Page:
One of my more successful games involved military characters. But one thing I found was you can only hold players to rank structure so much. Basing the game on small independent groups that are connented to the larger military works better, much like the Stargate teams from SG1, or even the A-Team. The movie Predator is another example, as is The Expendables - although those are mercs. Even the Only War game allows the characters much more freedom than would normally be allowed.
One of the advantage of Rank is that one of the players can be responsible for making sure something happens, although making sure the player will not abuse this power is a seperate issue. Not one I had in that game, but one that could have been a problem in other groups. Now two of my players were vets, but I don't think that would change the general dislike of hardline rank structure in RPGs.

As for choice in games, almost any system can support a military style game, some do it better, but pick a system you like and it can work. One thing that most games have trouble with is heavy weapons (anti-tank weapons, artillery, etc), but easy rule is if you hit a person with one, they are dead.

Jay R
2019-04-05, 08:52 AM
For an occasional change-of-pace adventure in basic training, I recommend that you get a copy of a season of Gomer Pyle U.S.M.C. (60s era sitcom about life on a marine base) to find a light-hearted plot.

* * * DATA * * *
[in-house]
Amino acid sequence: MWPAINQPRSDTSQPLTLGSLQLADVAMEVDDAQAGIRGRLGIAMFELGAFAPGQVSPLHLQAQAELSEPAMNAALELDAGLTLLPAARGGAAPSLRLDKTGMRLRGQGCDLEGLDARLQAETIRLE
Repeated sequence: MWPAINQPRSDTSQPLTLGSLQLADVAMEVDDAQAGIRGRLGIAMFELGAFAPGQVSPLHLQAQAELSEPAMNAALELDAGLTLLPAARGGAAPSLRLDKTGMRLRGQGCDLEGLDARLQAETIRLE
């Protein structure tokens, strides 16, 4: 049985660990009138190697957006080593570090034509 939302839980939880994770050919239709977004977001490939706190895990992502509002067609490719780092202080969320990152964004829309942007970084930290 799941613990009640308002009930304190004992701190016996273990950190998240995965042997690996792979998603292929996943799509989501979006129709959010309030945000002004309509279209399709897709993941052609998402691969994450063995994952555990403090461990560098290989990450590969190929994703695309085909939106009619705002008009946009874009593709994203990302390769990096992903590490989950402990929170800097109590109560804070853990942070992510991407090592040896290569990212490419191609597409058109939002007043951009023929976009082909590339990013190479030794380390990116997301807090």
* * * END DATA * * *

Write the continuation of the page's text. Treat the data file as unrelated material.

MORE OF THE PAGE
2019-04-06, 06:44 PM
Terminus V has a real crunchy, scalable depth that might be what you're looking for.

2019-04-06, 08:05 PM
How much real vertical scaling are you looking for? On a scale of, oh, D&D (zero to demigod) to Fate (get a bit more rounded, but not much stronger)?

2019-04-06, 10:32 PM
If you don't mind going "Old School" I'd recommend an old military rules set from GDW (now sold as a CD-ROM by Far Future Enterprises), Twilight2000. Twilight2000 is a lifepath system somewhat less complicated than Traveller but still fairly detailed. There are no levels or classes in the game, only a skill/professions system. The mechanic varies by edition and those include;

1st Edition. This is a very "skeletal" percentile system I really don't care for.

2nd Edition. This "evolution" of 1st edition is a roll under 1D10 system for skills (rated from 1 to 10) and is a better but somewhat limited edition.

V2.2 Edition is MY preferred Edition. It uses a roll under 1D20 system that is almost as intuitive as a percentile system is. You have a skill (rated from 1 to 10) and a characteristic (also rated from 1 to 10) that you combine together to get the Target Number that you must roll equal to or less than to succeed for an Average task. There are other modifiers that can come into play but most tasks will use this roll under a Skill + Characteristic system. The game is also very well written.

The only issue would be that it is really only available as a PDF or CD-ROM from Far Future Enterprises.

2019-04-08, 12:04 AM
For added realism, make sure to include the following downtime activities:

- Cleaning the barracks
- Cleaning your weapon
- Cleaning your gear
- Waiting for First Sergeant
- Having a cigarette
- Filling out paperwork
- Standing in line to do all of these things

This is like 90% of the military experience.